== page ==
Moon Over Vietnam and UAE: South Korea’s Unlikely Rise to Global Power

 Paul D. Shinkman

South Korean President Moon Jae In begins a week-long trip to Vietnam and the United Arab Emirates on Thursday, where his investment in local issues will attest to Seoul's growing influence as an irreplaceable international mediator and diplomatic force.

The six-day voyage represents a seemingly unusual order of events for the leader of a regional power in the Pacific rim, but it comes at a time of massive geopolitical consequence for South Korea. Moon has successfully brokered a summit for next month with North Korean leader Kim Jong Un, tas well as a potential follow-on and hugely consequential meeting between Kim and President Donald Trump, whose yet unclear policies toward the Korean peninsula have taken on an air of unpredictability.

The itinerary of Moon's trip hints at his desire to secure South Korea's place as a deal-maker among regional allies that can stand up to China's growing military and economic power at a time when the U.S. is perceived as shrinking from the region. And it may serve as an opportunity to advance his ambitions for peace on his native peninsula.

"South Korea is becoming a bigger power," says Gi-Wook Shin, director of Stanford University's Korea Center and Shorenstein Asia-Pacific Research Center, offering a colorful analogy for Seoul's place in its neighborhood. "In the past, South Korea was a shrimp among whales, surrounded by big powers like Japan and China. Korea is no longer a shrimp, now it's a dolphin."

Indeed, Moon's upcoming trip demonstrates South Korea's increasing investments in hard and soft power. In Vietnam, Moon plans to meet the Korean head coach of the Vietnamese national football team, according to The Korea Times, before a groundbreaking ceremony at the Vietnam-Korea Institute of Science and Technology. Other meetings during his three-day stay will focus on bolstering economic and diplomatic ties with the burgeoning southeast Asian power that has historically eschewed reliance on Beijing for security or trade.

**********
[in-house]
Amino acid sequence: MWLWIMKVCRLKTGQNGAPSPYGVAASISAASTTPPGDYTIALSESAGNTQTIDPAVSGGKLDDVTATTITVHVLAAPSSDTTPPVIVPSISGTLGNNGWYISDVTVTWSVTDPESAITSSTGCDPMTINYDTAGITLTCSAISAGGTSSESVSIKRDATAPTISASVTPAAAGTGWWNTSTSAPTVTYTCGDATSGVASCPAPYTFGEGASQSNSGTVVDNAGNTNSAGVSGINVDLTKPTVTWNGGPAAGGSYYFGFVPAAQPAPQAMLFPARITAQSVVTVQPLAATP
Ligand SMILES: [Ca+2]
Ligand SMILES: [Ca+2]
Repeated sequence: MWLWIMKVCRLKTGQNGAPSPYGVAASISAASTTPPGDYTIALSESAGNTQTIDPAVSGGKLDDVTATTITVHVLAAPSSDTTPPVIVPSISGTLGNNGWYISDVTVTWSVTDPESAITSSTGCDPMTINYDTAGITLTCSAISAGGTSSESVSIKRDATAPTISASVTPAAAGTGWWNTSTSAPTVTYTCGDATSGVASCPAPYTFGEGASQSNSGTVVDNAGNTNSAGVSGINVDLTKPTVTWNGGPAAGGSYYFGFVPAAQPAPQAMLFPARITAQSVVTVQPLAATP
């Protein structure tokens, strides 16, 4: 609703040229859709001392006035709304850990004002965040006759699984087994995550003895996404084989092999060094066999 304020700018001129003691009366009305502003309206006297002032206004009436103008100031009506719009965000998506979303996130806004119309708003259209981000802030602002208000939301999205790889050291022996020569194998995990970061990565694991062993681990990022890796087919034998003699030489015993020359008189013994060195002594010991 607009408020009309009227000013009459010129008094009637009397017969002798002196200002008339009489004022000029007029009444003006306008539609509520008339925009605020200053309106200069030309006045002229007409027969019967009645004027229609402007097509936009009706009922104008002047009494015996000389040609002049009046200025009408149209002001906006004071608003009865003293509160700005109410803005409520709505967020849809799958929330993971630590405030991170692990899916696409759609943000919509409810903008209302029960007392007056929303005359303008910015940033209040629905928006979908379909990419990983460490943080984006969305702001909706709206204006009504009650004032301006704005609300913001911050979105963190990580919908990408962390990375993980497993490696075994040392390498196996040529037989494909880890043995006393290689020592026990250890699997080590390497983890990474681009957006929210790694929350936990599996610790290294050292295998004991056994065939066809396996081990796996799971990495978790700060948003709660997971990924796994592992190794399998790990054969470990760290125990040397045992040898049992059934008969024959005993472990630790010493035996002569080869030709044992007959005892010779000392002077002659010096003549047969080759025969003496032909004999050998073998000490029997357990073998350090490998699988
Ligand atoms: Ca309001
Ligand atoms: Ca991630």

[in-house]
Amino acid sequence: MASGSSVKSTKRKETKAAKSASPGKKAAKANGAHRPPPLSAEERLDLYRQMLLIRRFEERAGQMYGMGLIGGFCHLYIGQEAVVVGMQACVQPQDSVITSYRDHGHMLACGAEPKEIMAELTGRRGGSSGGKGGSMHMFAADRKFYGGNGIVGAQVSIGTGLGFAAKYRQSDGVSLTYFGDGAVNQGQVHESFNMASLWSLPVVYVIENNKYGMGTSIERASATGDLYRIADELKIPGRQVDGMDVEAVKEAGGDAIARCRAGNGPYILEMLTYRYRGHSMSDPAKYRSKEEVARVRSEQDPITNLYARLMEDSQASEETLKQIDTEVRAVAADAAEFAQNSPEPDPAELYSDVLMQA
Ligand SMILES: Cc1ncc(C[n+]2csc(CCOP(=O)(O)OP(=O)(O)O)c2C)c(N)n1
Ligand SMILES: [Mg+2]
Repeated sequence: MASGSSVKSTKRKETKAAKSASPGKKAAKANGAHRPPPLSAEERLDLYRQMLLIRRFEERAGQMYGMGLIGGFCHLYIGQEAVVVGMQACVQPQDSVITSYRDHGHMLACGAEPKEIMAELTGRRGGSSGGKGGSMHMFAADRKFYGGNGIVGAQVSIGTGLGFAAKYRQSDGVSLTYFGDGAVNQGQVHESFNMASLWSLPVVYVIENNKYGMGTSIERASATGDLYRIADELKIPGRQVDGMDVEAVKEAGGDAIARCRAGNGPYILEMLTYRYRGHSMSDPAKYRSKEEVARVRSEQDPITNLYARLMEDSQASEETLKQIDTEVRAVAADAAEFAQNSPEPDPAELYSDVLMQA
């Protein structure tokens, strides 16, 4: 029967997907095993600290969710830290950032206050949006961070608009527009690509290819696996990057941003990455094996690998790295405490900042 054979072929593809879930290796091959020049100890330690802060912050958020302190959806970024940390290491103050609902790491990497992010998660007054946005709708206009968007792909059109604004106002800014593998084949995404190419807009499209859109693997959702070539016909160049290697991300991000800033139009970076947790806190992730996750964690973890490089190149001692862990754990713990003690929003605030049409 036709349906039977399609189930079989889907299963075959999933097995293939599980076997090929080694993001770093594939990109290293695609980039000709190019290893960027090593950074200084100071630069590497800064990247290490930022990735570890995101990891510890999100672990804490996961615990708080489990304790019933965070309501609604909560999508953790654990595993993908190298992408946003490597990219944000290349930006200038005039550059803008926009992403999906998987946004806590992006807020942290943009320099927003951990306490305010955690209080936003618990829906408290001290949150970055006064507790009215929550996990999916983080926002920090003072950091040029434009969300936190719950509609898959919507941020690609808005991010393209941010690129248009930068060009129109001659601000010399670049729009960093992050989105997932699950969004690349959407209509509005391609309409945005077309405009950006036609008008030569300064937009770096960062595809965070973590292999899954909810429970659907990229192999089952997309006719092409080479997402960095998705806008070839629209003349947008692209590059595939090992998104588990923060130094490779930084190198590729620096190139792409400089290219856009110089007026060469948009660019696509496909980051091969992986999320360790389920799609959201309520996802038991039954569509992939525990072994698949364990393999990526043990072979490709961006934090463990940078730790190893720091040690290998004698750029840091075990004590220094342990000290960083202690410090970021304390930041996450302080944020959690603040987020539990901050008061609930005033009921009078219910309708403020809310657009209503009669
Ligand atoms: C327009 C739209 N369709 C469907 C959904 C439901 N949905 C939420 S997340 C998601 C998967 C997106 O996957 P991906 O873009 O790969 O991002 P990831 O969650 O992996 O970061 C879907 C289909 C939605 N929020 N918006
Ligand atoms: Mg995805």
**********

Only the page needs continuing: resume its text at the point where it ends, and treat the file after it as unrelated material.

The underlying purpose of the trip rests on two key tenets: South Korea is quietly bolstering alliances with like-minded countries at a time when the region feels the swelling power of Beijing and, perhaps more practically, Vietnam is a critical ally of North Korea's – one Pyongyang looks to for inspiration, according to some experts.

At this time of heightened tensions, Moon increasingly serves as the fulcrum for talks between Kim and Trump, and perhaps others – Moon floated the idea on Monday of restarting trilateral talks between Seoul, Tokyo and Beijing.

"Moon does appear to want to raise the visibility of South Korea as a mediator and a diplomatic force, not only in the Asia-Pacific region but the world as a whole," says Charles Armstrong, professor of Korean Studies at Columbia University. "He doesn't want to become overly dependent or submissive to China, but he also understands that China is and will continue to be South Korea's most important trading and economic partner."

"Moon certainly doesn't want to disrupt relations with China, but he wants to cultivate ties with countries that can counterbalance China," Armstrong adds.

The second stop on Moon's trip also shows off South Korea's increasing influence in world matters. At a time when Moon has stated he wants to move away from a reliance on nuclear energy, the president will visit the oil-rich United Arab Emirates to participate in an opening ceremony for a new nuclear reactor at Barakah fueled by South Korean technology. South Korea won a bid to cooperate on the plant in 2009, and since then the unlikely allies have forged new partnerships in their defense and healthcare industries.

"The UAE is Korea's second-largest trade partner in the Middle East. Of 25,000 Koreans in the region, about 13,000 are in the UAE," a Korean official, speaking on the condition of anonymity, told The Korea Times. "We aim to develop the strategic partnership to a special strategic partnership."

Moon deserves credit for his efforts to find diplomatic solutions to the Korean peninsula's military problems, as well as the symbolic bridges he's tried to build across the Demilitarized Zone, Armstrong says. "His vision is for a much more globally visible Korea."

And for the South Korean leader, that issue dominates everything he pursues in his foreign policies.

"At the end of the day," Shin says, "that will be the core of his diplomacy or his agenda.

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Domain: Afterhours
Category: Entertainment
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